To produce new Umbrella Plants from your existing plant, you will need to propagate it. These plants are renowned for being quite difficult to propagate, but it can be achieved with some close attention, determination, and practice. To do this, in the spring take cuttings of two to six inches in length. Trim off all but one set of leaves, and plant it in a similar soil to the parent’s plant, along with a rooting hormone, being careful to make sure the growing end of the stem is pointing upwards. Higher temperatures of up to 75 degrees Fahrenheit with a bottom heat source will likely result in more successful propagation.
The biggest problem preventing propagation is overwatering, which very easily leads to root rot. Be very conservative with your watering until the cutting has plenty of new growth, at which point you can treat it more like a normal umbrella plant.
When grown outside in warmer climates, the umbrella plant produces vibrant flowers in shades of red. The flowers grow on long stems high above the leafy part of the plant. As houseplants, these do not produce flowers. However, the umbrella plant can produce some very interesting looking foliage, especially the variegated varieties which have various patterns of white and green on the leaves.
The umbrella plant needs to be re-potted every two years once it has reached maturity to maintain good health. Repot the plant in new compost or standard potting soil, in a heavy, sturdy pot to help prevent taller plants from tumbling over. Try to repot in the springtime, and avoid feeding the plant for around four weeks after repotting as the nutrients in the fresh soil should be plenty to sustain growth.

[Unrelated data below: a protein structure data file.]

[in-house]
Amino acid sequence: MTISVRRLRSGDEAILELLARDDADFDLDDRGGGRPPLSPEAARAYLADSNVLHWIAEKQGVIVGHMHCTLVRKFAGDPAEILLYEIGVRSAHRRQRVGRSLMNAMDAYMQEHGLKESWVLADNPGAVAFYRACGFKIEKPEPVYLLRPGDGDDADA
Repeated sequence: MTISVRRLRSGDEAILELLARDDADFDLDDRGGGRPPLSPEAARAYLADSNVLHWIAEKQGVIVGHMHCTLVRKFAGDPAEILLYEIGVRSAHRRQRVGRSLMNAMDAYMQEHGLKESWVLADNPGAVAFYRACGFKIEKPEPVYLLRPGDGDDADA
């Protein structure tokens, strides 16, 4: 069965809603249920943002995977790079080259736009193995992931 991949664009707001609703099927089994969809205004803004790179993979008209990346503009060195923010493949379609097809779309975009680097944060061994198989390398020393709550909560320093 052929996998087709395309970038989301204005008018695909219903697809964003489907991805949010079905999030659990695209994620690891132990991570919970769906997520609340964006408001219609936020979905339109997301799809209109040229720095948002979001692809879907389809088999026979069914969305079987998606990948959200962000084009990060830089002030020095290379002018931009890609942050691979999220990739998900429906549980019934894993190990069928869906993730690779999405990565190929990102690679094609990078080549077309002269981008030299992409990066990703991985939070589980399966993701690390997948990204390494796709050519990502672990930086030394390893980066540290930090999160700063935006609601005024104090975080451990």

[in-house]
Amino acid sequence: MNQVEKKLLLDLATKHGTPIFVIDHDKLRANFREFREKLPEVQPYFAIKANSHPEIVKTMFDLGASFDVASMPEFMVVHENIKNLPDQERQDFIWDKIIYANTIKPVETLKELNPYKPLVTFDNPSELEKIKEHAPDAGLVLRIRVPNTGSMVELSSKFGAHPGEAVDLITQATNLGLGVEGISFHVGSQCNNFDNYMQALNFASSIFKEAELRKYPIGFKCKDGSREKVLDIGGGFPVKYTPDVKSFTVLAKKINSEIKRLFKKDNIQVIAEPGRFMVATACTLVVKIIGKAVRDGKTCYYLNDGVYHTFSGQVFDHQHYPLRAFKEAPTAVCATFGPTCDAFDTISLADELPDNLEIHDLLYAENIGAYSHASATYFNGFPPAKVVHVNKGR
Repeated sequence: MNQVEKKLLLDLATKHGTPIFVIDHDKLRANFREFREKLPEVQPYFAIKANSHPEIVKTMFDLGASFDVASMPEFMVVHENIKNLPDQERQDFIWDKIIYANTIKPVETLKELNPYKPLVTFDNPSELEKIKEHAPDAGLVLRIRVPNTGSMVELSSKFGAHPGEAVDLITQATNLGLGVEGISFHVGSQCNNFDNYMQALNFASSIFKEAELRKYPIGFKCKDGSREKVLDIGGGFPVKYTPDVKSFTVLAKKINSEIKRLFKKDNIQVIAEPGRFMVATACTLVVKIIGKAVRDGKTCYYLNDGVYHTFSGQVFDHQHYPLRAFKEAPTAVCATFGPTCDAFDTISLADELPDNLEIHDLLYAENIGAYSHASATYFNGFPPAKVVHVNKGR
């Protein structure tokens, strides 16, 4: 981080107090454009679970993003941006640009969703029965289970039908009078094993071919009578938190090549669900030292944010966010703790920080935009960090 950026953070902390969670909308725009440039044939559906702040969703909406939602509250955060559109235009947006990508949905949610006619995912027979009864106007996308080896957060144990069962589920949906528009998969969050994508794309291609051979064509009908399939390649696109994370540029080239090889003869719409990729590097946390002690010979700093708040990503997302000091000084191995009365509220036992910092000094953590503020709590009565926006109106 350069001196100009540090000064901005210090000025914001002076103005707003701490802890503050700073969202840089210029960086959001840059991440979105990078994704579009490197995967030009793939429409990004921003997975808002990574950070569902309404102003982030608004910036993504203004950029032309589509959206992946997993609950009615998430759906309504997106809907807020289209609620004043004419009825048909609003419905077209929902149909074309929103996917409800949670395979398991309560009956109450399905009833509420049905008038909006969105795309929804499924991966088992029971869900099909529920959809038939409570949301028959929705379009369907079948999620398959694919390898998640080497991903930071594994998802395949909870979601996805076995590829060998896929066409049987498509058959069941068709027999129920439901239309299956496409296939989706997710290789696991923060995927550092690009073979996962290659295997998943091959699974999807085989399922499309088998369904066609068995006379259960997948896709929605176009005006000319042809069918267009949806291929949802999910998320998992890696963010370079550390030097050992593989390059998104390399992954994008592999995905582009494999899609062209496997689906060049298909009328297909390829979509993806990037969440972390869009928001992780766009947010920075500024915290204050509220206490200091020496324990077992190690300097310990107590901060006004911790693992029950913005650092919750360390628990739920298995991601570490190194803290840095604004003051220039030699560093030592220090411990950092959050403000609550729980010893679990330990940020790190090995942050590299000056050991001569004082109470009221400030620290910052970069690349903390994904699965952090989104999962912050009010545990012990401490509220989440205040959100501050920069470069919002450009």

Frequently Asked Questions
Is the dwarf umbrella tree poisonous?
Umbrella trees form crystals made of calcium oxalate, which can be fatal to household pets, including cats, dogs, and reptiles. Its sap is irritating to some people upon contact, and its leaves, flowers, and berries cause severe symptoms when eaten. These symptoms are not fatal but do include a burning sensation in the mouth, vomiting and drooling, swelling of the tongue, and airway obstruction. Place your umbrella plant where it can’t be accessed by children and pets.
What do I do if my dwarf umbrella tree gets too tall?
Umbrella trees respond well to pruning. Cutting the top back will feel extreme, but will quickly result in fresh new growth and a bushier, fuller plant.
Where do umbrella plants originally come from?
The umbrella plant originates from tropical rainforests in Australia, New Guinea, and Java. In nature, the flowers grow at their tops and bloom for several months. People who live in warm climates can grow them outdoors to enjoy their decorative appearance, but because they can be aggressive, there are some areas, including Florida and Hawaii, that advise against it.